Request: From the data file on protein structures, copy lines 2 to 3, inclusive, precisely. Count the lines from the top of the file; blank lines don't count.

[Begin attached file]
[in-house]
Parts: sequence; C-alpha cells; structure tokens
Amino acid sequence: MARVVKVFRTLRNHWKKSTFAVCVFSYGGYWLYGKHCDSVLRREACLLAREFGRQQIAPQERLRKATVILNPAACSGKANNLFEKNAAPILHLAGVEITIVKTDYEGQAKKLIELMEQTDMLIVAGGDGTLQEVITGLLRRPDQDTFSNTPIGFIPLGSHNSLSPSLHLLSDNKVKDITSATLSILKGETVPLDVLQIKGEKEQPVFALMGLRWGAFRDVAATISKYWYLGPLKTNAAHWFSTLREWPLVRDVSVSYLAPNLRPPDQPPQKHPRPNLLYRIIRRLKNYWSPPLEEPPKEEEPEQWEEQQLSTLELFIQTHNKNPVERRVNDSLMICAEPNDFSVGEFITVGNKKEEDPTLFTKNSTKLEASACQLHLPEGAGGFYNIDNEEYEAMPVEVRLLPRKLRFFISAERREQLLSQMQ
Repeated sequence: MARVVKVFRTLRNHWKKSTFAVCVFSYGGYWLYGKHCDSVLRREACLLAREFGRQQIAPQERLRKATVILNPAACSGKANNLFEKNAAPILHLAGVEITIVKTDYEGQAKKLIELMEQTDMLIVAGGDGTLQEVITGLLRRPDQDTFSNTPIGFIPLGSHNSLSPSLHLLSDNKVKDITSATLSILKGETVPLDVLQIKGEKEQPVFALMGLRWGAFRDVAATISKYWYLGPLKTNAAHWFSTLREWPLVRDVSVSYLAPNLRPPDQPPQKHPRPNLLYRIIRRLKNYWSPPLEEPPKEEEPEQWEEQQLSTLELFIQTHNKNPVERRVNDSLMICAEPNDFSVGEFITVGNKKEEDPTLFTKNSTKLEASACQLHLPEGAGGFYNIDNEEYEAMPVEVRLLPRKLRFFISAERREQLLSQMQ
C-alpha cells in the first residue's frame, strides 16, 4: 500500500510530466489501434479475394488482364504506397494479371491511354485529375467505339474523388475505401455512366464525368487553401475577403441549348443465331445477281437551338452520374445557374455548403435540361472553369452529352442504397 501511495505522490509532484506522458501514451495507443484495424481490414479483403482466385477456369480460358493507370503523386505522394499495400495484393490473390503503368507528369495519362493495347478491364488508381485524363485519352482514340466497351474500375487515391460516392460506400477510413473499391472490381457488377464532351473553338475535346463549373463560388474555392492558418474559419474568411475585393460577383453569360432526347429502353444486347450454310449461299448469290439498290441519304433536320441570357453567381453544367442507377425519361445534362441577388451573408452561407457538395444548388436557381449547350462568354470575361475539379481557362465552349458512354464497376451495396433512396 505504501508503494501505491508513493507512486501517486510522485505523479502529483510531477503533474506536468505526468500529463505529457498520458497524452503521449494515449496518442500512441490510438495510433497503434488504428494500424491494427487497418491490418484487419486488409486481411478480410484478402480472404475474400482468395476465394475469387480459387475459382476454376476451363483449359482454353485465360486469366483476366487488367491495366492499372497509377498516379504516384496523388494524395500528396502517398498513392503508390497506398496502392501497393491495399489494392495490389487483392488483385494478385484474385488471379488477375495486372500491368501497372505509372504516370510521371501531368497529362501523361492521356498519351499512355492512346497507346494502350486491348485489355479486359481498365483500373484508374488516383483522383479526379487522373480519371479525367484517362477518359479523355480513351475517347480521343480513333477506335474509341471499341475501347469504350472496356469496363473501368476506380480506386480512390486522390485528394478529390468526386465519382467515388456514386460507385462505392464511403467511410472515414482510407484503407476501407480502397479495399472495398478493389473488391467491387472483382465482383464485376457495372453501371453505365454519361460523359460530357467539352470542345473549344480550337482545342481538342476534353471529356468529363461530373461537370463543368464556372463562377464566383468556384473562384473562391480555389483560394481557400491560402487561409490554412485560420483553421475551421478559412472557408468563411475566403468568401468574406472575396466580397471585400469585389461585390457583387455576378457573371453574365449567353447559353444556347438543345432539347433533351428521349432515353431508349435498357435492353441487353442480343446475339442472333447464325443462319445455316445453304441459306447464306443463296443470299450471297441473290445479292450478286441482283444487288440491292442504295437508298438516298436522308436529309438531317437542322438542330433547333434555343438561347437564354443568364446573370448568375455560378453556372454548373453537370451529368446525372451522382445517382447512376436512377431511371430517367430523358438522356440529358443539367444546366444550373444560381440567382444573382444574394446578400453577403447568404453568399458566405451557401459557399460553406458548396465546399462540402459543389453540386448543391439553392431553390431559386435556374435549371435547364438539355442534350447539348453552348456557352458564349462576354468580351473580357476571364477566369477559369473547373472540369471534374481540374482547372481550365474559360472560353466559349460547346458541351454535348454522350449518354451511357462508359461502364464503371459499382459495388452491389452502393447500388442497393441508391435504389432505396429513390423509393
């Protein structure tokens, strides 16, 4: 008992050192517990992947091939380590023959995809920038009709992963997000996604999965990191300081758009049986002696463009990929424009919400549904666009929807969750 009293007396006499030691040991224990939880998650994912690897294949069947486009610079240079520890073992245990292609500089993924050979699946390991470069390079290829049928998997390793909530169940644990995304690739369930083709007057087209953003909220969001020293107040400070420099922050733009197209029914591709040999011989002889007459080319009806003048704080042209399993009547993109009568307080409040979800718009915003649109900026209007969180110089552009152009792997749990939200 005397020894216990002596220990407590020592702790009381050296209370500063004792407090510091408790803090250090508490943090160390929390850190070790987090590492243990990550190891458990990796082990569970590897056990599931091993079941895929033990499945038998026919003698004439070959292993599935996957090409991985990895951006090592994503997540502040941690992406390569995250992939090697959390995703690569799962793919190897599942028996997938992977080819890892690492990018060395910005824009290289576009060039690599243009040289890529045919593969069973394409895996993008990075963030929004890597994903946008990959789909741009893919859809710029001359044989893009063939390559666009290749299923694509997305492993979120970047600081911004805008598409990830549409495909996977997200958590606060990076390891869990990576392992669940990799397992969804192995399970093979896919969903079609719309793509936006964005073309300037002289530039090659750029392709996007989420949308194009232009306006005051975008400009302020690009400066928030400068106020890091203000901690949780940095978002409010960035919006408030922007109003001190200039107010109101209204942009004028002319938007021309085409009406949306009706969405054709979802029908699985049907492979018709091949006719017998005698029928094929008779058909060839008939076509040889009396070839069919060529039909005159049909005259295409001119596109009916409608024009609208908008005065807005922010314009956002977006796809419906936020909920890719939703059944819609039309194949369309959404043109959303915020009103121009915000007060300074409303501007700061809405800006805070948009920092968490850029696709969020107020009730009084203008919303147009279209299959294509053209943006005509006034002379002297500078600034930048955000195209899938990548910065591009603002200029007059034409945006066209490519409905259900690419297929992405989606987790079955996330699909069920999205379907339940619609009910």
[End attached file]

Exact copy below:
Parts: sequence; C-alpha cells; structure tokens
Amino acid sequence: MARVVKVFRTLRNHWKKSTFAVCVFSYGGYWLYGKHCDSVLRREACLLAREFGRQQIAPQERLRKATVILNPAACSGKANNLFEKNAAPILHLAGVEITIVKTDYEGQAKKLIELMEQTDMLIVAGGDGTLQEVITGLLRRPDQDTFSNTPIGFIPLGSHNSLSPSLHLLSDNKVKDITSATLSILKGETVPLDVLQIKGEKEQPVFALMGLRWGAFRDVAATISKYWYLGPLKTNAAHWFSTLREWPLVRDVSVSYLAPNLRPPDQPPQKHPRPNLLYRIIRRLKNYWSPPLEEPPKEEEPEQWEEQQLSTLELFIQTHNKNPVERRVNDSLMICAEPNDFSVGEFITVGNKKEEDPTLFTKNSTKLEASACQLHLPEGAGGFYNIDNEEYEAMPVEVRLLPRKLRFFISAERREQLLSQMQ